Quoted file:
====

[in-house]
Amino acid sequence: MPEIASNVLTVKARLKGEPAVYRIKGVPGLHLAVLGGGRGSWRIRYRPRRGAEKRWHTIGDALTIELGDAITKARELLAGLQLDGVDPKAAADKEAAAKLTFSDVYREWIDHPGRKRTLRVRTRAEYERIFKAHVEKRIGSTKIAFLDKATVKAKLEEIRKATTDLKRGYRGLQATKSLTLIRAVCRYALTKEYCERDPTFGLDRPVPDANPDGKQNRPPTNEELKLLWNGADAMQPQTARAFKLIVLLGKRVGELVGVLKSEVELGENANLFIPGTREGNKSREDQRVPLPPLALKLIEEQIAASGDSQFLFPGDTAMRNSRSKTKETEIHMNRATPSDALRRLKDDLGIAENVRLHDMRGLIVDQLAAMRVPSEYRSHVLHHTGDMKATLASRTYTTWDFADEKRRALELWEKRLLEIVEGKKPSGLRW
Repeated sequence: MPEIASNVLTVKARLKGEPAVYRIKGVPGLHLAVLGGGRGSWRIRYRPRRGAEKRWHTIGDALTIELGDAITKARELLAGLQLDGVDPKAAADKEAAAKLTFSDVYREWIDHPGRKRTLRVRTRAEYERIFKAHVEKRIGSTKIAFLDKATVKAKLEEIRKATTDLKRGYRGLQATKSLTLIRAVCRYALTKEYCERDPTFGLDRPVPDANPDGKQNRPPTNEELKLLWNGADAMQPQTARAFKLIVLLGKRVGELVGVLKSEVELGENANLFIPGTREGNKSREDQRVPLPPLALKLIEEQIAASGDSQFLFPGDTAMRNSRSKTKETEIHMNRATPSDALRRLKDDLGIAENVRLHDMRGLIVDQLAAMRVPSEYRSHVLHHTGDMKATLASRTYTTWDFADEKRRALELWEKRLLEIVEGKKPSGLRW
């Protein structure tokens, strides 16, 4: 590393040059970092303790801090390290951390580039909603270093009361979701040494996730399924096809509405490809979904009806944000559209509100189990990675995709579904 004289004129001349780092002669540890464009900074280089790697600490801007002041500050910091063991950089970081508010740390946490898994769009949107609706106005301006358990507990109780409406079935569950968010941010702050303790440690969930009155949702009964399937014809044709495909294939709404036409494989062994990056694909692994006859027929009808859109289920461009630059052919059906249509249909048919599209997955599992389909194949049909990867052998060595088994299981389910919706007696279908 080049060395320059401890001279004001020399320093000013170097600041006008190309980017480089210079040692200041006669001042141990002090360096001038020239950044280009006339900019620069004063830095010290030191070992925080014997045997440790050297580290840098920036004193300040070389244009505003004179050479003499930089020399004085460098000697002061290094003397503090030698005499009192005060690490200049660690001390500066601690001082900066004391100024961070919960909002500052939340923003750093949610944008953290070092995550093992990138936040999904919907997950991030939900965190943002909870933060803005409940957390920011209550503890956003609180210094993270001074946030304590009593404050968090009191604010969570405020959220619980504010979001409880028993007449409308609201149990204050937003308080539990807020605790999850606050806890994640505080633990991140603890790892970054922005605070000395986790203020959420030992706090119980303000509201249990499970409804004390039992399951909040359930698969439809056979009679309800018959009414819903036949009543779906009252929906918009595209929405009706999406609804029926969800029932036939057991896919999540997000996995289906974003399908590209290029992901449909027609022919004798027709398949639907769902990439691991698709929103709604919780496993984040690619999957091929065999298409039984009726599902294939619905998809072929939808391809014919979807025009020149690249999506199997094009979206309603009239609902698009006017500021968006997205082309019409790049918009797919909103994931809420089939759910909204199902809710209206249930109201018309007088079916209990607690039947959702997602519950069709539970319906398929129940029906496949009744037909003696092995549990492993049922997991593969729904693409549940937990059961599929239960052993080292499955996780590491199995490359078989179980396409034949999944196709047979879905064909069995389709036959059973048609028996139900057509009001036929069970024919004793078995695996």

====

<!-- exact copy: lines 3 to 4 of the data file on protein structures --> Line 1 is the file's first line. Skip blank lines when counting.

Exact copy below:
Repeated sequence: MPEIASNVLTVKARLKGEPAVYRIKGVPGLHLAVLGGGRGSWRIRYRPRRGAEKRWHTIGDALTIELGDAITKARELLAGLQLDGVDPKAAADKEAAAKLTFSDVYREWIDHPGRKRTLRVRTRAEYERIFKAHVEKRIGSTKIAFLDKATVKAKLEEIRKATTDLKRGYRGLQATKSLTLIRAVCRYALTKEYCERDPTFGLDRPVPDANPDGKQNRPPTNEELKLLWNGADAMQPQTARAFKLIVLLGKRVGELVGVLKSEVELGENANLFIPGTREGNKSREDQRVPLPPLALKLIEEQIAASGDSQFLFPGDTAMRNSRSKTKETEIHMNRATPSDALRRLKDDLGIAENVRLHDMRGLIVDQLAAMRVPSEYRSHVLHHTGDMKATLASRTYTTWDFADEKRRALELWEKRLLEIVEGKKPSGLRW
């Protein structure tokens, strides 16, 4: 590393040059970092303790801090390290951390580039909603270093009361979701040494996730399924096809509405490809979904009806944000559209509100189990990675995709579904 004289004129001349780092002669540890464009900074280089790697600490801007002041500050910091063991950089970081508010740390946490898994769009949107609706106005301006358990507990109780409406079935569950968010941010702050303790440690969930009155949702009964399937014809044709495909294939709404036409494989062994990056694909692994006859027929009808859109289920461009630059052919059906249509249909048919599209997955599992389909194949049909990867052998060595088994299981389910919706007696279908 080049060395320059401890001279004001020399320093000013170097600041006008190309980017480089210079040692200041006669001042141990002090360096001038020239950044280009006339900019620069004063830095010290030191070992925080014997045997440790050297580290840098920036004193300040070389244009505003004179050479003499930089020399004085460098000697002061290094003397503090030698005499009192005060690490200049660690001390500066601690001082900066004391100024961070919960909002500052939340923003750093949610944008953290070092995550093992990138936040999904919907997950991030939900965190943002909870933060803005409940957390920011209550503890956003609180210094993270001074946030304590009593404050968090009191604010969570405020959220619980504010979001409880028993007449409308609201149990204050937003308080539990807020605790999850606050806890994640505080633990991140603890790892970054922005605070000395986790203020959420030992706090119980303000509201249990499970409804004390039992399951909040359930698969439809056979009679309800018959009414819903036949009543779906009252929906918009595209929405009706999406609804029926969800029932036939057991896919999540997000996995289906974003399908590209290029992901449909027609022919004798027709398949639907769902990439691991698709929103709604919780496993984040690619999957091929065999298409039984009726599902294939619905998809072929939808391809014919979807025009020149690249999506199997094009979206309603009239609902698009006017500021968006997205082309019409790049918009797919909103994931809420089939759910909204199902809710209206249930109201018309007088079916209990607690039947959702997602519950069709539970319906398929129940029906496949009744037909003696092995549990492993049922997991593969729904693409549940937990059961599929239960052993080292499955996780590491199995490359078989179980396409034949999944196709047979879905064909069995389709036959059973048609028996139900057509009001036929069970024919004793078995695996």